What if Elite Universities Used Artificial Intelligence to Make Admissions Decisions?
Higher education in America is a massive industry, with 20 million students enrolled in college today. Artificial intelligence tools, like those used to predict what stocks will increase in value, often rely on predictive algorithms for decision making. Predictive analytics uses historical data to predict future events.
Predictive algorithms depend on loads of data to make their predictions. They tell us what movie we might like to watch next and if we might get Alzheimer’s in a few years. In the context of a university, they can use historical data about students to streamline admissions and retain students.
For instance, algorithms can speed up the selection process. When applications and test scores are received, they can sort them into three groups: accepted, declined, and maybe. The next step would be to generate the appropriate emails and letters to go out to students.
For a university of 6,000 students, admissions officers receive anywhere from 20,000 to 40,000 applications. That number represents mountains of applicant essays, transcripts, test scores and letters of recommendation to pour through and evaluate. In the future, predictive algorithms that thrive on large data sets could conceivably detect patterns that could establish the right fit for a university. AI would be able to learn which behaviors predict consistency and commitment, for instance.
Should an algorithm have the last say on whether an applicant is admitted or not?
Any AI predictions will be based purely on facts, and that can never paint a complete picture of a person. AI could help to narrow down the number of applicants that would be a good fit for a tertiary institution, but it probably should never make the ultimate decision about whether an applicant should be admitted or not. Universities want to admit applicants that are a good fit for them and have the greatest potential of success at their institution. This helps them with student retention in the long run.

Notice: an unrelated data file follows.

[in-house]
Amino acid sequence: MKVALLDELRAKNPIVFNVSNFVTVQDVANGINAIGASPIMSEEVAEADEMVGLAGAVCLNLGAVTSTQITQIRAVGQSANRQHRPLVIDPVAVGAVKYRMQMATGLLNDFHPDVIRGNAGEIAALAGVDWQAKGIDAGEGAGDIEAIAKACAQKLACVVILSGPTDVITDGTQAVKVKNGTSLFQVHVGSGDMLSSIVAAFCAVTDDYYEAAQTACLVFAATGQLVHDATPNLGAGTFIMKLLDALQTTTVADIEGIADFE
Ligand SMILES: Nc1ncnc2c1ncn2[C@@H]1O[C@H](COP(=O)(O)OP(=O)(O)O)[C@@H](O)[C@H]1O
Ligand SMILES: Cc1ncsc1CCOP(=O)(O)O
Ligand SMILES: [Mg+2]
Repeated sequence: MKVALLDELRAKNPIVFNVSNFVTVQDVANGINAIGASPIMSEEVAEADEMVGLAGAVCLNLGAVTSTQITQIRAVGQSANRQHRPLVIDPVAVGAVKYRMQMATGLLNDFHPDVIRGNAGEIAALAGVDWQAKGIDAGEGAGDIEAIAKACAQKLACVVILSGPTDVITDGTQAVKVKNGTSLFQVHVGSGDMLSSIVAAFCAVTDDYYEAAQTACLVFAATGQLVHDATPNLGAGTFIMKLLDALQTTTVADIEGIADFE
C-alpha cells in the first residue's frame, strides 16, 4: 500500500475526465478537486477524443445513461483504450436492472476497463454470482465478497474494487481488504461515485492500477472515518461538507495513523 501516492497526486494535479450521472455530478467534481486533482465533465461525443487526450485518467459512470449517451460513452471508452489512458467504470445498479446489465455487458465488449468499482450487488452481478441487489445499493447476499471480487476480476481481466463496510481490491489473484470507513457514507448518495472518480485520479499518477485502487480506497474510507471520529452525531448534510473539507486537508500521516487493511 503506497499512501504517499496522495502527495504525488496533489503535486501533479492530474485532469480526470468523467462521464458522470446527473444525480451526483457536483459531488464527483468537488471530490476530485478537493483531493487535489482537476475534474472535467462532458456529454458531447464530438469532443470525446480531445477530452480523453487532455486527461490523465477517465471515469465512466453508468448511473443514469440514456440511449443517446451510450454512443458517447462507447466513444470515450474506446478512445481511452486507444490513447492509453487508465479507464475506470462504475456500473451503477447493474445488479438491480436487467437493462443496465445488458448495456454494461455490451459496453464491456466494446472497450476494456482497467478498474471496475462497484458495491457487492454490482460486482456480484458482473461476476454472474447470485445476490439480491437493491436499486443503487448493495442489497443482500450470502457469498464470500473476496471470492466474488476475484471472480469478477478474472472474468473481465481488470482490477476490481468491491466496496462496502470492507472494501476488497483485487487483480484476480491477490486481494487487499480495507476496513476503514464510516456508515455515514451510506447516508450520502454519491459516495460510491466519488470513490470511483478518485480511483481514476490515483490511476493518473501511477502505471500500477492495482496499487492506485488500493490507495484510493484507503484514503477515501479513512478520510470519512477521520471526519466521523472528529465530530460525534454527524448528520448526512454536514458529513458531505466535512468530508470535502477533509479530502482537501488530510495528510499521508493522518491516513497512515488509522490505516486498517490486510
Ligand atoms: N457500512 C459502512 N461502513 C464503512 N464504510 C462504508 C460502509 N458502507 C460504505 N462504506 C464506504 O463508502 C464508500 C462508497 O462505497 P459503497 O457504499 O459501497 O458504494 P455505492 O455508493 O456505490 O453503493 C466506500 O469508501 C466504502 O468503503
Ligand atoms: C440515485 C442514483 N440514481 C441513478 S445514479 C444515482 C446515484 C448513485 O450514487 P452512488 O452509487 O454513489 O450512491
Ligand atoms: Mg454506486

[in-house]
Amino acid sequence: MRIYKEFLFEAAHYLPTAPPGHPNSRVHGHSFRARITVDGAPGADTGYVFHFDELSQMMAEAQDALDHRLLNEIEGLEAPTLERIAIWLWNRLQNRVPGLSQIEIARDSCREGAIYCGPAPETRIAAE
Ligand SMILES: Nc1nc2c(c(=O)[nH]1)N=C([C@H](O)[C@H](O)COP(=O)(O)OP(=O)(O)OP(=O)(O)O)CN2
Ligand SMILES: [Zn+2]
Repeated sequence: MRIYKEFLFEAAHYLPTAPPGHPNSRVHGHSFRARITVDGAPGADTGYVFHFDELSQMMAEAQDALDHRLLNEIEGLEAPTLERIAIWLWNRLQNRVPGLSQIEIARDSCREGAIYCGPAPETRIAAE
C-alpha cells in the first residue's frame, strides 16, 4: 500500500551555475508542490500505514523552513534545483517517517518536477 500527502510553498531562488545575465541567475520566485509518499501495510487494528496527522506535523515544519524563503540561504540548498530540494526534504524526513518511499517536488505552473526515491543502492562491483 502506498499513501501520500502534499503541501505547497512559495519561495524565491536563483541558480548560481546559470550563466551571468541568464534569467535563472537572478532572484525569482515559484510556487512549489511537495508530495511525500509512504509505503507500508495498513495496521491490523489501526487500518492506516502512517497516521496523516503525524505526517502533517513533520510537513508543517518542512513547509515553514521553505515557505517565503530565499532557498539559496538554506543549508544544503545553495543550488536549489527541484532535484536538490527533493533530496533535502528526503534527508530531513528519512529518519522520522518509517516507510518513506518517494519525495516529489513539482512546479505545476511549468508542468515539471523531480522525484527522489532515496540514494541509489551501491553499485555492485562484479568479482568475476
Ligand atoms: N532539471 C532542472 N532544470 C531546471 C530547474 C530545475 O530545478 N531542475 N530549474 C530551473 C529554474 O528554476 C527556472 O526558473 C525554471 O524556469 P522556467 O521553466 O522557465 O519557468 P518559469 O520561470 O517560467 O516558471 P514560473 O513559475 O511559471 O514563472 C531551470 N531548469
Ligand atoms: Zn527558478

Preventing “summer melts”
A matter that is related to admissions is the so-called “summer melt”. That happens when applicants that have been admitted to a university or college, don’t turn up to start their studies. Georgia State University in Atlanta has begun using an AI chatbot system called Pounce, to reduce these incidents.
During the summer of 2016, Georgia State created a list of more than 2000 questions and answers for freshmen. The questions pertain to issues like financial aid, courses, majors, housing, etc. In fact, many applicants don’t understand how admissions processes operate. The university then collaborated with the conversational AI-company AdmitHub to deliver those answers to students on text-based platforms they could access anytime via their smartphones.
By the time fall classes started, more than 200,000 questions by freshmen had been answered. The university credits the Pounce system for helping it to reduce the summer melt that year by 22%. The answers themselves were written by humans, not by AI.
These are just a few uses of artificial intelligence that can help tertiary institutions perform better. AI can help institutions to enroll applicants that are a good fit for the institution, are likely to remain for the duration of their course and stand a good chance to succeed in their studies.